We completed the 19-ish mile loop at a winter pace that was throroughly enjoyable and talked about a bunch.

On arriving back at my house, we took his bike in and set to checking a few things out. We took the dork disk off from behind the cassette and check the derailleur positioning to make sure it wouldn’t shift into the spokes. Then I went to work on the handlebars. I rotated them down, considerably, into a more normal position. I checked that the hoods were the proper 10-ish° rise, then put a couple of the spacers above the stem to lower the bar. We’ll give that a go and see how he feels the next time.

After that, it was a special dinner with my wife, daughter and her boyfriend before watching “the big game”. It turned out to be a fairly great night.\

As for today, here we go.

Could it be? A February Day On the Road Bikes?!

We rode the trainers yesterday out of expediency because we headed out to a wedding in the afternoon, but today looks to be a peach of a day.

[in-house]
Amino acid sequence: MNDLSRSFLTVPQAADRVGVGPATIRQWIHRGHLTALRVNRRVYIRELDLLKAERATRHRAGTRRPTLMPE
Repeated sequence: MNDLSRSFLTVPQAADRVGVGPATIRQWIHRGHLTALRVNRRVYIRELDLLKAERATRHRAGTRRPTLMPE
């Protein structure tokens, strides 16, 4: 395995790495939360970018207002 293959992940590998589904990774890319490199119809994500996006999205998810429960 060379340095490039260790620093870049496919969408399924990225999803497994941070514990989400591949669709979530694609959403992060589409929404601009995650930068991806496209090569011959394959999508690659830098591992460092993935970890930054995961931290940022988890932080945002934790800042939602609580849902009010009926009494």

I start my new job tomorrow.

All of the paperwork is in. Everything is signed. And the owner of the company is coming out to meet me Monday morning. I’m still a little shocked they’re treating me so well.

The trainer ride was sweet yesterday. Lots of intervals and some much needed progress. But there’s something wrong with riding the trainer when you know the weather is going to warm up enough to ride outdoors…

So today’s conundrum is the local swap meet at 11 this morning. It’s still just below freezing outside, but it’s no worse than Friday with a gentler breeze. I’m thinking, we should take the road bikes out and do our normal loop through town.

I’ve been itching to get the Trek outside again. Spring is just around the corner, too.

Writing on my own brand new machine for the first time…

Rather than rely on my new company to provide a computer for me, I simply bought my own that I’ll be able to take with me wherever I go.